“Lest you forget, Phoebe, Jane was only fifteen at the time. I recall Mrs. Bennet saying that likely was the reason,” Charlotte said.

“Oh, but he wrote such pretty verses on her,” Phoebe waxed poetically. “Pray, whatever became of your young beau, Cousin Jane?”

Elizabeth said, “Who really gives a care? Poetry or no poetry, the man is no doubt a fool.”

Charlotte scoffed. “I wager all men are fools. How else might one explain the abundance of single young ladies in want of husbands among our general acquaintances?”

“Owe it to our rather exacting standards,” Elizabeth promptly asserted. “That and the limited variety of single young men in this part of the country.”

“Exacting? Pray what exactly is your opinion on the ideal husband, Lizzy?” Phoebe asked.

“I should like to think the ideal husband is respectable and kind and one who honors his wife and protects his family.”

“And handsome—”

Her spirits rising to playfulness, Elizabeth said, “I see no reason why the ideal husband should not be handsome. I posit one might just as easily fall in love with a handsome man as one who is rather less pleasing to the eye. Handsome men deserve love too.”

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Broken promises often lead to disappointed hopes and dreams and even broken hearts.

Such was the aftermath of the Netherfield party’s departure from Hertfordshire on the heels of the ball. What if Mr. Darcy returns with his friend Mr. Bingley to Hertfordshire during the Christmas season?

Darcy’s reasoning is sound. He simply means to be of service to his lovesick friend. There’s also the matter of wanting to protect Miss Elizabeth Bennet from his nemesis, George Wickham.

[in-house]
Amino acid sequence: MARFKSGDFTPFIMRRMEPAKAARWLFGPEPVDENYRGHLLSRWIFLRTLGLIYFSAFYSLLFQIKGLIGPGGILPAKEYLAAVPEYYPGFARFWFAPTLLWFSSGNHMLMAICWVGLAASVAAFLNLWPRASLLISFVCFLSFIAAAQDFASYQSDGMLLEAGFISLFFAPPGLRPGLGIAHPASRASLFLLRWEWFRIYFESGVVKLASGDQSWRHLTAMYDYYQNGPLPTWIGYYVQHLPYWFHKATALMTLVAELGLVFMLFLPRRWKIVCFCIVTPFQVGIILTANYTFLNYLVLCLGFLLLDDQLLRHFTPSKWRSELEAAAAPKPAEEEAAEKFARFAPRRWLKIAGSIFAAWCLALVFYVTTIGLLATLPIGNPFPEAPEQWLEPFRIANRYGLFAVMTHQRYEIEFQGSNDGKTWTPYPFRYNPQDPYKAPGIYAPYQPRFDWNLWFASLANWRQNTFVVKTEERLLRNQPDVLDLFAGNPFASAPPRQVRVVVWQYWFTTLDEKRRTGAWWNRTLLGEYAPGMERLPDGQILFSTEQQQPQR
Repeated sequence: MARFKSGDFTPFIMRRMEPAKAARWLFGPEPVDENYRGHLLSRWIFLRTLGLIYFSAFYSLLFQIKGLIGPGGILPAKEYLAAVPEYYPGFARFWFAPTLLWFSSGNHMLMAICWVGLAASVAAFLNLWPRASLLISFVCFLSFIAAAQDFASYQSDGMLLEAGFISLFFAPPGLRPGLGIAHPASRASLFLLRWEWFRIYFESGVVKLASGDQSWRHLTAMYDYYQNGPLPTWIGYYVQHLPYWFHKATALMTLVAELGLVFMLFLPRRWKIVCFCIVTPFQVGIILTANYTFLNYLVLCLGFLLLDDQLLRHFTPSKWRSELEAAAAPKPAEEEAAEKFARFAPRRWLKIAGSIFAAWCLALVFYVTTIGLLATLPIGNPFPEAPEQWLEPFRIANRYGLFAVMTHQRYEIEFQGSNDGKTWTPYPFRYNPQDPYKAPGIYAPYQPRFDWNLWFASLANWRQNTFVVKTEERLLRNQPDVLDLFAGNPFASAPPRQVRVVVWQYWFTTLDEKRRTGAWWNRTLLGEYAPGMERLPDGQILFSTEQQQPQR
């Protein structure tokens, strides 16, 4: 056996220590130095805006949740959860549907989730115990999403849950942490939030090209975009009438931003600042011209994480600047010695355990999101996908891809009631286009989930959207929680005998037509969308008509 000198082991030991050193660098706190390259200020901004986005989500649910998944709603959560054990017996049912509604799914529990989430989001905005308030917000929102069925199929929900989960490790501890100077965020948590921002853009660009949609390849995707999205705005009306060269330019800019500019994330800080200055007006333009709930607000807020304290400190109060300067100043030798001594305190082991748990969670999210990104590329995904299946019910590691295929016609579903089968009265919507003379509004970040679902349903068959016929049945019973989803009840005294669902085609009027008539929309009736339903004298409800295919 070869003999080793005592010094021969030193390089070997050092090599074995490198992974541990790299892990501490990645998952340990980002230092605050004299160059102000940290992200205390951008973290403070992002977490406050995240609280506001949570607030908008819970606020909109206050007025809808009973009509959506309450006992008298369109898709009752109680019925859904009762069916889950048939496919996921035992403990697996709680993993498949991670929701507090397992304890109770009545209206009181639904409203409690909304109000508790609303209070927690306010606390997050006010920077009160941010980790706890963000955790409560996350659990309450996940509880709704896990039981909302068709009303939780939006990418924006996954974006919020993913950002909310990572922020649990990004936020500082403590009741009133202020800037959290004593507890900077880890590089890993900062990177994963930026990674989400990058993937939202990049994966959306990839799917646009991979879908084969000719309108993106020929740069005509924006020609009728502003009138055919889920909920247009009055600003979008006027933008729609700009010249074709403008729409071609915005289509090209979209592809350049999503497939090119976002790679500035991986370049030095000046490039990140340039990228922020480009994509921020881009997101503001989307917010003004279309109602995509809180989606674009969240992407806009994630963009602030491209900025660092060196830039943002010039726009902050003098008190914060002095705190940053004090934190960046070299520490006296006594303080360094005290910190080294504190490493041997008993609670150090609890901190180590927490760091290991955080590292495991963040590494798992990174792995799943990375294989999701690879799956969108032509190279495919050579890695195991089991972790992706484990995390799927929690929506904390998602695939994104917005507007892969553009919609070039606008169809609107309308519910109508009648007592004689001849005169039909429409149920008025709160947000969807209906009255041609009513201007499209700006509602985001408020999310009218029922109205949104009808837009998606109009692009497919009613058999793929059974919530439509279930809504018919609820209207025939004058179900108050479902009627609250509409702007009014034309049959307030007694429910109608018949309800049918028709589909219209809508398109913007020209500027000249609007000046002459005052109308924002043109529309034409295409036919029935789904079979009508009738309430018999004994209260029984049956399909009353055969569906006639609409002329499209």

What if Darcy’s true motive is of a rather more personal nature—one that he is not even aware of himself?

When asked, by those who know her best, how she feels about Mr. Darcy’s return, Elizabeth insists his reasons can have nothing at all to do with her. Blinded by her dislike of the proud gentleman from almost the first moment of their acquaintance, will Elizabeth finally see what others see when the season brings Mr. Darcy and her back together again?

Which that Season Brings is a delightful ‘happy for now’ novella which reimagines Jane Austen’s timeless classic, combining just enough of the old to satisfy your want of nostalgia and enough of the new to quench your desire for another romantic escape with Darcy and Elizabeth.

That the story unfolds at Christmas time makes it all the more special—all the makings of a sweet, holiday treat.

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A titillating tale of two strangers in the night. Because now and then, a short and steamy romantic escape with our dear couple is what you’re searching for.

Long after the Netherfield household has retired, a servant shows Mr. Darcy to an apartment thought to be unoccupied. The gentleman is more than capable of attending himself for the night, and thus the servant is dismissed. What is Darcy to do when he discovers someone else in his bed?

Feeling as though she is carrying the weight of the world on her shoulders, with no one to help see her through, Elizabeth awakens from a restless slumber to find a stranger in the room.

Utterly disappointed in her life, she is poised to embark on a path destined to cause her misery of the acutest kind mainly for the sake of her family. Will Elizabeth put her own needs above everything else – if only for one night?

Does Elizabeth dare spend her life forever regretting what might have been, or does she choose a night with Mr. Darcy to remember?

A Night with Mr. Darcy to Remember is just that—one night and quite a steamy one at that. At under 10,000 words, this story is best termed a novelette. It is short. It is provocative. A tale of two strangers in the night, it is also enticing.

A fan of short and steamy romantic escapes with Darcy and Elizabeth? If yes, look no further. Intended to be the first of a number of episodic encounters, this novelette presents but the first of many obstacles for Darcy and Elizabeth on their journey to happily ever after—obstacles they must face together and against all odds.